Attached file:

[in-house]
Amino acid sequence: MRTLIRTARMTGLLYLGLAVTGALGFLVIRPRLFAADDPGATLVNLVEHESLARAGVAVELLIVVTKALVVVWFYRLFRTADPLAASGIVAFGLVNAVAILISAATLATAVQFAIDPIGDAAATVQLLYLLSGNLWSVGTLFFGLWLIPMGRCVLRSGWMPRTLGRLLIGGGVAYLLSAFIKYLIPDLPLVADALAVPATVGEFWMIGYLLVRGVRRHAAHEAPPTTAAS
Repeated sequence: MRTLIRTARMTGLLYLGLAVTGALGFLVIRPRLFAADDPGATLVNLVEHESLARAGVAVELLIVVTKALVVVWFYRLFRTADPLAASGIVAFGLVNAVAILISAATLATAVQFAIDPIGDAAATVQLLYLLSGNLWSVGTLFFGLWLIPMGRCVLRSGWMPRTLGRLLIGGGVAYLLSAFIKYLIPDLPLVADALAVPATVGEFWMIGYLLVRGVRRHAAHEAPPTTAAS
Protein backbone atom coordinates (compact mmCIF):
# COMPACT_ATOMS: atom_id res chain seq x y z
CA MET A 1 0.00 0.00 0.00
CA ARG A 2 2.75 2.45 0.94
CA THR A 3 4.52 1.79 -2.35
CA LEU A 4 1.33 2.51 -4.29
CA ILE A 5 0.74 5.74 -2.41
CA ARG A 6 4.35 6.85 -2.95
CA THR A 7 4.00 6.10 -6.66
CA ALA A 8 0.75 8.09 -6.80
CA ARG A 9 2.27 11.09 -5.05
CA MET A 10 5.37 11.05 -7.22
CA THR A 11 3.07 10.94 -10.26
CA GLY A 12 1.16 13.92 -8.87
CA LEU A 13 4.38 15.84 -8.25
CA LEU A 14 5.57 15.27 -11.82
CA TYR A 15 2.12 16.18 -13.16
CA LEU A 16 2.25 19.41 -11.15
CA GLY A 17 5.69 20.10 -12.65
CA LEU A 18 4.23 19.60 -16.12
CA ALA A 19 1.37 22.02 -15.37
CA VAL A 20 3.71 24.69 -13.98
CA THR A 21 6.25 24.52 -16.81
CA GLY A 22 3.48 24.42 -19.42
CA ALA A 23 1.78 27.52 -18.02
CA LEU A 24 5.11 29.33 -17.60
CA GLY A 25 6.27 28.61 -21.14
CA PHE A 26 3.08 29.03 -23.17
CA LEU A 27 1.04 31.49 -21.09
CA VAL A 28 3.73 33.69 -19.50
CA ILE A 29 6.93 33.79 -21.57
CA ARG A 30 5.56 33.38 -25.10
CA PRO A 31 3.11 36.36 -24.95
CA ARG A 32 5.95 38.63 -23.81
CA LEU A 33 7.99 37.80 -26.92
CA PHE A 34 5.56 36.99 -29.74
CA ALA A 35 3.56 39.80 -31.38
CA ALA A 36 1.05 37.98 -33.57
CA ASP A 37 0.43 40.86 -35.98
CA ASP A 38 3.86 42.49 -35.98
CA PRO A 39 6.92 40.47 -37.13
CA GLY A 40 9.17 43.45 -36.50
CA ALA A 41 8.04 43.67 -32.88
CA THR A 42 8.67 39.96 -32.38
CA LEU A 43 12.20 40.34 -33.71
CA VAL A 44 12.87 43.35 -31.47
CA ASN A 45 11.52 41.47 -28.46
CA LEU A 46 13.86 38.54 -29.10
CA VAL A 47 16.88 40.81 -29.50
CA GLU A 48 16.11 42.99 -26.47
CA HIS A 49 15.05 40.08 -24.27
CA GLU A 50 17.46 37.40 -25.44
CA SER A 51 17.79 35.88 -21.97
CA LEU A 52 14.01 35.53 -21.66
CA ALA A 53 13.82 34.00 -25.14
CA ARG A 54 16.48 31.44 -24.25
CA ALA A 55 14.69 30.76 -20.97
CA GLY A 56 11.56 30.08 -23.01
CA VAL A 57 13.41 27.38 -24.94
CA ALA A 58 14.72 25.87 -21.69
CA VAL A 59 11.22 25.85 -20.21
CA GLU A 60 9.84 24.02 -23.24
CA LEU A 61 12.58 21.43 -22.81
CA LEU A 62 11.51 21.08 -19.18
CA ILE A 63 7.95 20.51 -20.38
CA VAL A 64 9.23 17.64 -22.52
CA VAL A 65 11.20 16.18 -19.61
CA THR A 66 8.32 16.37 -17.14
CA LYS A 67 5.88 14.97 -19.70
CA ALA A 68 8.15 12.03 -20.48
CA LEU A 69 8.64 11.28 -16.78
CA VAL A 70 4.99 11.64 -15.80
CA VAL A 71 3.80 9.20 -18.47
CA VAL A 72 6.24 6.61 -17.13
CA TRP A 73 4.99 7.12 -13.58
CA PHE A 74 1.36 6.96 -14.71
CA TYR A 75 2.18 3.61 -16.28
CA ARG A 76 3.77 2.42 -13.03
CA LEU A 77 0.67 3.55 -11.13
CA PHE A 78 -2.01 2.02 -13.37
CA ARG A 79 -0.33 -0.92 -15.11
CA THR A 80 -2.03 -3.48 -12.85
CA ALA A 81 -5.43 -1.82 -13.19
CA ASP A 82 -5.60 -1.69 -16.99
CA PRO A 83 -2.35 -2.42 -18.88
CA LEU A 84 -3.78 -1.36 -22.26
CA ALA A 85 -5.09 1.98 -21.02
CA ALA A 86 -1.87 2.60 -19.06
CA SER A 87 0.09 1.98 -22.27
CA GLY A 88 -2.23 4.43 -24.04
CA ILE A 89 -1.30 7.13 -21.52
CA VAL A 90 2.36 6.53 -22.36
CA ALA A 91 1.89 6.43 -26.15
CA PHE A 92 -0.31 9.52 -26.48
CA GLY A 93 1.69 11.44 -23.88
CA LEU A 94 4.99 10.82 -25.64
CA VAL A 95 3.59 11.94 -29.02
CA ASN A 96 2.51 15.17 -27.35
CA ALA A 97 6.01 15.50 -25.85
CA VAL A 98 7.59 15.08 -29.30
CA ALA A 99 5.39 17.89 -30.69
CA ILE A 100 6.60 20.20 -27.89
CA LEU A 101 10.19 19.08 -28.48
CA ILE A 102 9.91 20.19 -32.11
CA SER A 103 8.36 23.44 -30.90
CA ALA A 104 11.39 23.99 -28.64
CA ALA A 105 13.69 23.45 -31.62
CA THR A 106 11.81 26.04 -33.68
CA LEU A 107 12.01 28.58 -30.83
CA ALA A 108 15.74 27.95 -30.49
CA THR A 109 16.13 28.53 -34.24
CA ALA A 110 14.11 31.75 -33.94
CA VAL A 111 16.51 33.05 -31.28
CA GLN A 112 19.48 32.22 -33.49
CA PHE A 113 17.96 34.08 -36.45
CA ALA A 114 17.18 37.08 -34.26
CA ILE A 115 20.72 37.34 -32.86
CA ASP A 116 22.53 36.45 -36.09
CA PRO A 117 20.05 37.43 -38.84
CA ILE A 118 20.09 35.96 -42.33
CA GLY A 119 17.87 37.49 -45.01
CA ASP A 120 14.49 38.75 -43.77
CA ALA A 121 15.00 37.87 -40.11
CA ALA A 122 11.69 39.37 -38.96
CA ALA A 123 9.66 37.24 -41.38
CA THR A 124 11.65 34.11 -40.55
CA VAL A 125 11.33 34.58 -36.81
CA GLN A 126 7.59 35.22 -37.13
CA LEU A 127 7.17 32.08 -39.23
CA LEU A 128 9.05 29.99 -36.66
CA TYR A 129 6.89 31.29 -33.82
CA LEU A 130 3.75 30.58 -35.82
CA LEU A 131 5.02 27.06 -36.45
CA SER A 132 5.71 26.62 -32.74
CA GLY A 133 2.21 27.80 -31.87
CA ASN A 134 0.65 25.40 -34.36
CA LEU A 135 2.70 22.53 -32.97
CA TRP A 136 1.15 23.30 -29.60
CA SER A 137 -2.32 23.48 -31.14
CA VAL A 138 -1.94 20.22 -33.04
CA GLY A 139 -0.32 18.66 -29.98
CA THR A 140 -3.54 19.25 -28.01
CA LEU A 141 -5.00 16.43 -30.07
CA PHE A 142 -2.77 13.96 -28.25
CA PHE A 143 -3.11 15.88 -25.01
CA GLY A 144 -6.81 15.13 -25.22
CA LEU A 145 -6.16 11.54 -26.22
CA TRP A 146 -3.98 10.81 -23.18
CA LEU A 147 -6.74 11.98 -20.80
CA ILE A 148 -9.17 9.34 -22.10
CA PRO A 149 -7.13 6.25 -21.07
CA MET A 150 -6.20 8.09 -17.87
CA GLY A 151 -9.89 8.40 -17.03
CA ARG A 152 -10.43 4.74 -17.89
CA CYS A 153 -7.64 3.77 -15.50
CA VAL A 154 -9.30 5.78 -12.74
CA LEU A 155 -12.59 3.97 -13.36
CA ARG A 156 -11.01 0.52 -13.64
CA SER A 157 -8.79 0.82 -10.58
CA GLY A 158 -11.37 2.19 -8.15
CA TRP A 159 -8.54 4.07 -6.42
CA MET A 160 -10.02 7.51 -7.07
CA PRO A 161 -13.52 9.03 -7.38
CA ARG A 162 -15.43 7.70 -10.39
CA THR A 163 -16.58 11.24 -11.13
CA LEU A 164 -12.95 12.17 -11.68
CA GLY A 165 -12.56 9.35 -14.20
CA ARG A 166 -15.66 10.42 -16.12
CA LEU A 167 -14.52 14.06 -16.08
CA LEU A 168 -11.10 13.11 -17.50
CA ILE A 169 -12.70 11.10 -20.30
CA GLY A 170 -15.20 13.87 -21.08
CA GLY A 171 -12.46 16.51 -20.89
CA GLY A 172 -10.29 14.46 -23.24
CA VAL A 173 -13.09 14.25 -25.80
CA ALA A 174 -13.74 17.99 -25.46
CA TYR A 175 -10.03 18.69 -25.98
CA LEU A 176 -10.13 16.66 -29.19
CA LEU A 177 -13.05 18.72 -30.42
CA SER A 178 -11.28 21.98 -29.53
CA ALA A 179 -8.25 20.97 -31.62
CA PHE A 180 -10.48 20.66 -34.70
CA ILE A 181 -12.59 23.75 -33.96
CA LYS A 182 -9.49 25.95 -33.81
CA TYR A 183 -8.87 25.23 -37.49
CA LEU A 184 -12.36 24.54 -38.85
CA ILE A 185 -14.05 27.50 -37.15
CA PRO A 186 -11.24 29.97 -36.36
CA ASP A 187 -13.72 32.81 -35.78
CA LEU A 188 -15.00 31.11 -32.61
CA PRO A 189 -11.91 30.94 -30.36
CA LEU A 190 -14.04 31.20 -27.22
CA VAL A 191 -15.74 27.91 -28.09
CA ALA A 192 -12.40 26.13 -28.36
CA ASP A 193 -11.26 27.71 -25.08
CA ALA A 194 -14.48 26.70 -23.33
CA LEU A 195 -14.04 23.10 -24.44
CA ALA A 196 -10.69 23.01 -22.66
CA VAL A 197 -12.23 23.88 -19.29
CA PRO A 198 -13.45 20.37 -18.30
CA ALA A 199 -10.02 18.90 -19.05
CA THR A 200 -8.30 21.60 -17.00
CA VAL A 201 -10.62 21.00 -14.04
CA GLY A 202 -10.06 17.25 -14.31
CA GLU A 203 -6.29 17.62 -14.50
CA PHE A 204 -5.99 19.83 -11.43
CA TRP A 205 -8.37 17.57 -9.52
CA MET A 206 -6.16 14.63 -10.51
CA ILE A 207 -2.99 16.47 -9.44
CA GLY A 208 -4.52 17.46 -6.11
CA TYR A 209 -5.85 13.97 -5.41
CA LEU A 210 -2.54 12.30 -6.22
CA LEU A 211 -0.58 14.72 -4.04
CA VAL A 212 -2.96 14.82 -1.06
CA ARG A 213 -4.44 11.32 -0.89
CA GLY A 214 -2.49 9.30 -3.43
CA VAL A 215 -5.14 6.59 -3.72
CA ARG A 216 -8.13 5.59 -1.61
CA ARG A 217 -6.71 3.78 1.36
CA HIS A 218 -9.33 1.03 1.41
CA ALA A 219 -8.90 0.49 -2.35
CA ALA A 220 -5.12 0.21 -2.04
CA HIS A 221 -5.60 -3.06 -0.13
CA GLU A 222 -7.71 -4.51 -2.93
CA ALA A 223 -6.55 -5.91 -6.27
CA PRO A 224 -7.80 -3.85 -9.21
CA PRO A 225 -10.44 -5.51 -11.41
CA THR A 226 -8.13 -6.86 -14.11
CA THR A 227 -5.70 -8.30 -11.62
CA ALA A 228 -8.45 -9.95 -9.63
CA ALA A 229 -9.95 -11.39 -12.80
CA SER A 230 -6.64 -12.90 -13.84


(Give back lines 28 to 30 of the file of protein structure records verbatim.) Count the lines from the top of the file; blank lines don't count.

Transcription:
CA ALA A 23 1.78 27.52 -18.02
CA LEU A 24 5.11 29.33 -17.60
CA GLY A 25 6.27 28.61 -21.14